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Rick Telberg
Rick Telberg
 

What Your Boss Wants From You in 2011

The world’s top public and private sector CEOs expect more creativity from their leadership cadre, and new ways to simplify business processes and re-invent customer relationships. Finance and accounting professionals cannot afford to ignore their demands.Click here to submit comments.

December 16, 2010
by Rick Telberg

Finance and accounting professionals may be unprepared for a world of increasing complication in 2011 unless they can learn to be more entrepreneurial and innovative than ever before, suggests a new survey of CEOs.

The risks of failure, as we’ve seen from the banking debacle, remain real and ever-present.

At the root of the problem is a world of global inter-connectedness, according to a new IBM survey of 1,541 CEOs, general managers and senior public sector leaders, including 290 respondents in the U.S. The common factors are the issues and problems of worldwide integration.

The study provides a roadmap for some of the biggest challenges and opportunities in the coming New Year and rare insight into the concerns, wants and needs for people like your boss or your clients. To be sure, IBM is addressing the effectiveness of physical and digital infrastructures. But any CPA or CFO understands immediately and intuitively the meaning for finance an accounting.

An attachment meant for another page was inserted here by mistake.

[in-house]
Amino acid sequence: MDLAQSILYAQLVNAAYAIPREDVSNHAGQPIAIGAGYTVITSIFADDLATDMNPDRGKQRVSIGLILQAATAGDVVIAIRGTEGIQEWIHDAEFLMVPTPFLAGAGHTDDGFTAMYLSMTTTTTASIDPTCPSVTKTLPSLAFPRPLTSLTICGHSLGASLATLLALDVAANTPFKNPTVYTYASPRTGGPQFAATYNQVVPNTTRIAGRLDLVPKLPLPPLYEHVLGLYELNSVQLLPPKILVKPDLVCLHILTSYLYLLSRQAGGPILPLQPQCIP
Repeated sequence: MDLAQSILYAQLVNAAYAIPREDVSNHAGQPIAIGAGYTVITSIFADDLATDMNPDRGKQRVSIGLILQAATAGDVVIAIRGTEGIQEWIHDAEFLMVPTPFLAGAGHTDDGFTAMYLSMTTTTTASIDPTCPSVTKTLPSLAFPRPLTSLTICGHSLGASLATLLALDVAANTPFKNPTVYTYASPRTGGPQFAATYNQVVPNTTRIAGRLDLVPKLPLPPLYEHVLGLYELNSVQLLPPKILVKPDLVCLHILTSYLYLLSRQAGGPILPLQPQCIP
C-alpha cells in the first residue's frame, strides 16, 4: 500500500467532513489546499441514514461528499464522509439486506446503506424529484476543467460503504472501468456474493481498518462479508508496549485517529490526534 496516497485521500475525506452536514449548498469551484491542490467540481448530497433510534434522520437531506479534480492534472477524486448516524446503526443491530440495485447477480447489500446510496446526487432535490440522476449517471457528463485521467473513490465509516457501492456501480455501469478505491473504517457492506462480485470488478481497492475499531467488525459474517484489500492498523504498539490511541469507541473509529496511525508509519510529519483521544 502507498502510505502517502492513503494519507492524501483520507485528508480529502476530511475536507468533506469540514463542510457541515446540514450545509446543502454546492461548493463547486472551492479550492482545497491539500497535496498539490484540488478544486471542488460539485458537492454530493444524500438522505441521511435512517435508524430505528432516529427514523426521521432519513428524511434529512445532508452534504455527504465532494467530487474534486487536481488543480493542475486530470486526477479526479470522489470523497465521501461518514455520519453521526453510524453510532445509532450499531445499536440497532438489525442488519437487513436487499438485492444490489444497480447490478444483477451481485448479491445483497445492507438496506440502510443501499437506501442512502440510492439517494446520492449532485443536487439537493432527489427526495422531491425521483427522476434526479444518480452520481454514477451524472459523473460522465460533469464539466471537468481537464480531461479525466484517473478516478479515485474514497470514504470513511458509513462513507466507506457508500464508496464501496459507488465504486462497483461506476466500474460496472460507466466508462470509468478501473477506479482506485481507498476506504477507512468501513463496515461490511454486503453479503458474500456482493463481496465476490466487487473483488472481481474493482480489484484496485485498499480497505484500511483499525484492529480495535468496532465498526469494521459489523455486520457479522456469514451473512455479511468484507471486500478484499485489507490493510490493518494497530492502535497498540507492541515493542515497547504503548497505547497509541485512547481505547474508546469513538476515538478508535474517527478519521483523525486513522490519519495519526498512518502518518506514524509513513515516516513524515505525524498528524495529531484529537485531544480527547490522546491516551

“We occupy a world that is connected on multiple dimensions, and at a deep level — a global system of systems,” the report says. The authors call for stepped-up governance, regulatory and compliance systems, saying a world “subject to systems-level failures” requires “systems-level thinking.”

There are two main issues:

  1. Top executives say rapidly escalating “complexity” is their biggest problem, and they expect it to continue, even accelerate, in coming years.
  2. They are equally clear that their organizations are not equipped to cope with the problem.

U.S. CEOs are especially worried. Some 86 percent expect high levels of complexity over the next five years, but only 45 percent feel properly prepared.

IBM calls the 41-percentage-point difference a “complexity gap,” adding, it “poses a bigger challenge than any we’ve measured in the eight years we’ve been conducting such research.”

The question for finance and accounting professionals is: What will you do in 2011 to streamline business processes and help create a more agile organization?

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Rick Telberg is president and chief executive of Bay Street Group LLC, advisors in marketing, management and strategy.

Copyright © 2010 CPA Trendlines/BSG LLC. All Rights Reserved. Used by Permission. First published by the AICPA.

Disclaimer: Any views expressed in this article do not necessarily reflect the views of the AICPA or CPA2Biz. Official AICPA positions are determined through certain specific committee procedures, due process and deliberation.